Honor women in literature with our reading challenge for students to complete during Women's History Month.
Encourage Reading through Women’s History Month
Distribute a card to each student so that they choose books that align with the various prompts.
Students should list the names of their read books for each square to keep track of their reading progress. Books can only be used once per square to ensure students are reading a variety of stories!
Optional: Make it a competition by providing first, second, and third-place awards for students who complete the entire challenge before their peers.
Celebrate Women in Literature!
Black Beauty, by Anna Sewell
Little Women, by Louise May Alcott
Ramona and Beezus, by Beverly Cleary
A Wrinkle in Time, by Madeleine L’Engle
The House on Mango Street, by Sandra Cisneros
Nowadays, we take these timeless classics for granted.
But it wasn’t always common to see a female author on your bookshelf. To avoid prejudice, many women wrote under a male pseudonym—or anonymously—to get their stories published.
Fortunately, more women have entered the publishing world over the last century, giving us the works above (and more) to help build our earliest connections with literature.
Use this activity and all of the tools in our reading collection to inspire cherished memories of curling up with a book your students can connect with.
How to Get More from this Activity
A team of dedicated, experienced educators created this resource for students to work on in your reading group or as a whole class.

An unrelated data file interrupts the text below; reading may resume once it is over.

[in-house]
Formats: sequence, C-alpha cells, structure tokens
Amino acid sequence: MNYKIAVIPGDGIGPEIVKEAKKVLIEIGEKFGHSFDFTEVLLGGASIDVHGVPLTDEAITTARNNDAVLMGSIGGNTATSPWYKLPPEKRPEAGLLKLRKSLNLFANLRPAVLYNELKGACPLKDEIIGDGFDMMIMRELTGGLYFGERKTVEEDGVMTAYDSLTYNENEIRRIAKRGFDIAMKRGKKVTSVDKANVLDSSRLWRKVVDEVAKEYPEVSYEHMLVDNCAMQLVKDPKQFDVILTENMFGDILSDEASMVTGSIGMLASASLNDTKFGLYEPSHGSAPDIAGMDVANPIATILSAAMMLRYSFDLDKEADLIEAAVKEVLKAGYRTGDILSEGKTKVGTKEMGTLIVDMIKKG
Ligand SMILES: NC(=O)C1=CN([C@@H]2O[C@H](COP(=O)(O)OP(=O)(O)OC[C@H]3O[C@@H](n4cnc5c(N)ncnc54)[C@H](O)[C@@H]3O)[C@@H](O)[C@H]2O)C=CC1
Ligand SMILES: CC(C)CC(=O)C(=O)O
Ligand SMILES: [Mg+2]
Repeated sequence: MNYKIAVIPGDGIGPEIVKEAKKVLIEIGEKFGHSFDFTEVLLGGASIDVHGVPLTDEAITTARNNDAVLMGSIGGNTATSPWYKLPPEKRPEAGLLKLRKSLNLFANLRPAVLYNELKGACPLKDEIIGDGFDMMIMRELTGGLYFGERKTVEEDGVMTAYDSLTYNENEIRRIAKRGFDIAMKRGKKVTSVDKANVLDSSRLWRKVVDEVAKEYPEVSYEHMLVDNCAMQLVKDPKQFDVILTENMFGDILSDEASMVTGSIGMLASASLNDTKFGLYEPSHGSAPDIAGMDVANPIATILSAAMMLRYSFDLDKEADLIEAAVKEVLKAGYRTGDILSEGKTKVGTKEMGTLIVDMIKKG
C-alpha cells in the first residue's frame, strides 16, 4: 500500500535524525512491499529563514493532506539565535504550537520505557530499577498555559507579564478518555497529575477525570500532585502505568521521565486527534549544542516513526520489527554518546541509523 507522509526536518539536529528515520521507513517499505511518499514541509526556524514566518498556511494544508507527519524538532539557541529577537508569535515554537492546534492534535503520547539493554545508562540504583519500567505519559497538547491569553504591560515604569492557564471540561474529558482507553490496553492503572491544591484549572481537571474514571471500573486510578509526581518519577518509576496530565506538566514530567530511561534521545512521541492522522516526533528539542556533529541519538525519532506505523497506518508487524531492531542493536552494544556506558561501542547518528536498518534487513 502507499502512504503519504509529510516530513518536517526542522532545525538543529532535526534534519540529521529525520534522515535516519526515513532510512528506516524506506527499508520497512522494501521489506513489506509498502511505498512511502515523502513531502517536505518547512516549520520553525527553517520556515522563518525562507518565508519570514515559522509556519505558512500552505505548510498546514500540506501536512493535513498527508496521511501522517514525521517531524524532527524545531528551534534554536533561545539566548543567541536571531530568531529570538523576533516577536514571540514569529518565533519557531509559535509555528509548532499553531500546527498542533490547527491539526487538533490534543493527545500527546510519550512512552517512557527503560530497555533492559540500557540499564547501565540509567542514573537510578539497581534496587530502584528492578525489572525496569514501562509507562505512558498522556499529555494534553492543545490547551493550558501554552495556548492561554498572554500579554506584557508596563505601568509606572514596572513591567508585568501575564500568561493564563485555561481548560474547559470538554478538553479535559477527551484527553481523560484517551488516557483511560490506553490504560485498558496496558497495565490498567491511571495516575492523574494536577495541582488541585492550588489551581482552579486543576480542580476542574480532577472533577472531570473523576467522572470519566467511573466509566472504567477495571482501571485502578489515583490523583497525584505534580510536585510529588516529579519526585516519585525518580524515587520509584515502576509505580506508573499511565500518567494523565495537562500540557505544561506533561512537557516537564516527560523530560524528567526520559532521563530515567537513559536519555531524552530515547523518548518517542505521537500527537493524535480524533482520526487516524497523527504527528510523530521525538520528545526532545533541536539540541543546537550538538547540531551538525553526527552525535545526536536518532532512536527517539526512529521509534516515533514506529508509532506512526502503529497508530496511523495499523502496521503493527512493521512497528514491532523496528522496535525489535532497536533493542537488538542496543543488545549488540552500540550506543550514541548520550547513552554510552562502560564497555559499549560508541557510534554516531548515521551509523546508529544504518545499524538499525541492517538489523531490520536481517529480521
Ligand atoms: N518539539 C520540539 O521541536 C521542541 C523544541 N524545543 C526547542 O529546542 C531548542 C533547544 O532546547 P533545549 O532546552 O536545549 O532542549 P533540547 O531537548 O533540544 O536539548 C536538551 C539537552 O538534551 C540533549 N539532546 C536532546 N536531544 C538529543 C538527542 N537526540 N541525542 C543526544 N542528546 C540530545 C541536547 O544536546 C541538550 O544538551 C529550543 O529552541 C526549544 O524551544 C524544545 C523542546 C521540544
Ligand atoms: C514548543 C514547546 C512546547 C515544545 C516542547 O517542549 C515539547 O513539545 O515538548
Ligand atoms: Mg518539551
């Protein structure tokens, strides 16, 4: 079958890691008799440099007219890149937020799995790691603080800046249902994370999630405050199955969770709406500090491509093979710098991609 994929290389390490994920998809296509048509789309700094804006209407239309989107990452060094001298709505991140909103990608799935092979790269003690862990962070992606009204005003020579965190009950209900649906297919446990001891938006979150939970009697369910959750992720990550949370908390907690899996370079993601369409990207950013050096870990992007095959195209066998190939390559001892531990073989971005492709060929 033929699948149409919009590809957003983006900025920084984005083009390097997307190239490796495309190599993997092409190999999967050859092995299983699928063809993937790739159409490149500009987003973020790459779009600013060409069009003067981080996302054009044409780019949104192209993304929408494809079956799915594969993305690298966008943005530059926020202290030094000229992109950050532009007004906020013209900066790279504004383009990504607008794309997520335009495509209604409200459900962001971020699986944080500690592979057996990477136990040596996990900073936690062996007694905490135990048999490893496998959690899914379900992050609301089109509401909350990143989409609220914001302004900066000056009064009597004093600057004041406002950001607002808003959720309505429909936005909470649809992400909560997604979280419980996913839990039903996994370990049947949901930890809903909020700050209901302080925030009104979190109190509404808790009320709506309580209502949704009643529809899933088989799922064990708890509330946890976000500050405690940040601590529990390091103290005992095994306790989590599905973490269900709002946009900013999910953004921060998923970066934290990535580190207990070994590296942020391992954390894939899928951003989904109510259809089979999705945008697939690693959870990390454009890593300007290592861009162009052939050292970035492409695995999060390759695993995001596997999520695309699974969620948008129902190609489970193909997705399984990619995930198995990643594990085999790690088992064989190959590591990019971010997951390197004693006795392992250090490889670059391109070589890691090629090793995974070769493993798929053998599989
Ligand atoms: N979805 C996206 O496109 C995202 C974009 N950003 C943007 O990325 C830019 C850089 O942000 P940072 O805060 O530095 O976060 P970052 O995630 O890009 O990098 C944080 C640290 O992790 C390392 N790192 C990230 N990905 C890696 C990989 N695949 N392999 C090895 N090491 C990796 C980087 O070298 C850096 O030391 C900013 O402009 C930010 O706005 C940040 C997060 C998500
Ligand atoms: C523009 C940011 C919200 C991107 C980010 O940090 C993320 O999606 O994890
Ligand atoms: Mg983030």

However, check out our suggestions for using this activity to reinforce your reading lessons in other ways too:
🗃️ Head to the Library
Library time allows students to explore the vast collection of reading materials at their fingertips. Students will also use their alphabetizing skills and locate books using the Dewey Decimal System.
📝 Crowd Source a Word Wall
Provide students with index cards. Students will flip through one of their books, find vocabulary words in the text they don’t know and write them on their cards. Compile the submissions and create a word wall that displays the new vocabulary words and definitions. Revisit the words at the end of the week with your students to assess what they’ve learned.
Before You Download
Use the dropdown icon on the Download button to choose between the PDF or Google Slides version of this resource.
Help your students find and talk about books with these reading activities and teaching resources:
Prompts for students to use when orally discussing books. A classroom library display to help your students choose a book. A template for students to write about why they love to read.
Prompts for students to use when orally discussing books.
A classroom library display to help your students choose a book.
A template for students to write about why they love to read.